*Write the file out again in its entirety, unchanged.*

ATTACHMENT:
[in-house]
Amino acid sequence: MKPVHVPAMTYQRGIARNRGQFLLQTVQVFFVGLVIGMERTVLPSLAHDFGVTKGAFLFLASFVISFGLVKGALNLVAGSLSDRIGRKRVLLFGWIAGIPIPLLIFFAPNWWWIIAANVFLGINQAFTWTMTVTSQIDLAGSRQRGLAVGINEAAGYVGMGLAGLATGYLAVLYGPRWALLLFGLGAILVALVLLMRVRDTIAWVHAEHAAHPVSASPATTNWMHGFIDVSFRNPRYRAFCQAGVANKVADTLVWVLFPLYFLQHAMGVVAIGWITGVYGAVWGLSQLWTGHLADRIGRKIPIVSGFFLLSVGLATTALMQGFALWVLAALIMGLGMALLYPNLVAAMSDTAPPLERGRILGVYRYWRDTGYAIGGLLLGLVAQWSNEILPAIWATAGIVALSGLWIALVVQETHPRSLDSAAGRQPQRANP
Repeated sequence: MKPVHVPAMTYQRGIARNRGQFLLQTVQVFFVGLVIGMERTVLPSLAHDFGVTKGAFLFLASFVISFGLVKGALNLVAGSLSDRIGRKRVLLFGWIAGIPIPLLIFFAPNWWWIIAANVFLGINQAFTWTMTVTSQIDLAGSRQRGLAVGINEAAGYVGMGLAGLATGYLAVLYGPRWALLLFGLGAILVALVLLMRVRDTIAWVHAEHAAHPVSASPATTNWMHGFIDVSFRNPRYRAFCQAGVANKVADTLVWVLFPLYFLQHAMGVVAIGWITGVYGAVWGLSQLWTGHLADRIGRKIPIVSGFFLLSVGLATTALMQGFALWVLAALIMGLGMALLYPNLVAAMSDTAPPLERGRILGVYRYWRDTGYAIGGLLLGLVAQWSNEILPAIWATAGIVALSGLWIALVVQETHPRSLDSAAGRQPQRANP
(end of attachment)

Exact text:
[in-house]
Amino acid sequence: MKPVHVPAMTYQRGIARNRGQFLLQTVQVFFVGLVIGMERTVLPSLAHDFGVTKGAFLFLASFVISFGLVKGALNLVAGSLSDRIGRKRVLLFGWIAGIPIPLLIFFAPNWWWIIAANVFLGINQAFTWTMTVTSQIDLAGSRQRGLAVGINEAAGYVGMGLAGLATGYLAVLYGPRWALLLFGLGAILVALVLLMRVRDTIAWVHAEHAAHPVSASPATTNWMHGFIDVSFRNPRYRAFCQAGVANKVADTLVWVLFPLYFLQHAMGVVAIGWITGVYGAVWGLSQLWTGHLADRIGRKIPIVSGFFLLSVGLATTALMQGFALWVLAALIMGLGMALLYPNLVAAMSDTAPPLERGRILGVYRYWRDTGYAIGGLLLGLVAQWSNEILPAIWATAGIVALSGLWIALVVQETHPRSLDSAAGRQPQRANP
Repeated sequence: MKPVHVPAMTYQRGIARNRGQFLLQTVQVFFVGLVIGMERTVLPSLAHDFGVTKGAFLFLASFVISFGLVKGALNLVAGSLSDRIGRKRVLLFGWIAGIPIPLLIFFAPNWWWIIAANVFLGINQAFTWTMTVTSQIDLAGSRQRGLAVGINEAAGYVGMGLAGLATGYLAVLYGPRWALLLFGLGAILVALVLLMRVRDTIAWVHAEHAAHPVSASPATTNWMHGFIDVSFRNPRYRAFCQAGVANKVADTLVWVLFPLYFLQHAMGVVAIGWITGVYGAVWGLSQLWTGHLADRIGRKIPIVSGFFLLSVGLATTALMQGFALWVLAALIMGLGMALLYPNLVAAMSDTAPPLERGRILGVYRYWRDTGYAIGGLLLGLVAQWSNEILPAIWATAGIVALSGLWIALVVQETHPRSLDSAAGRQPQRANP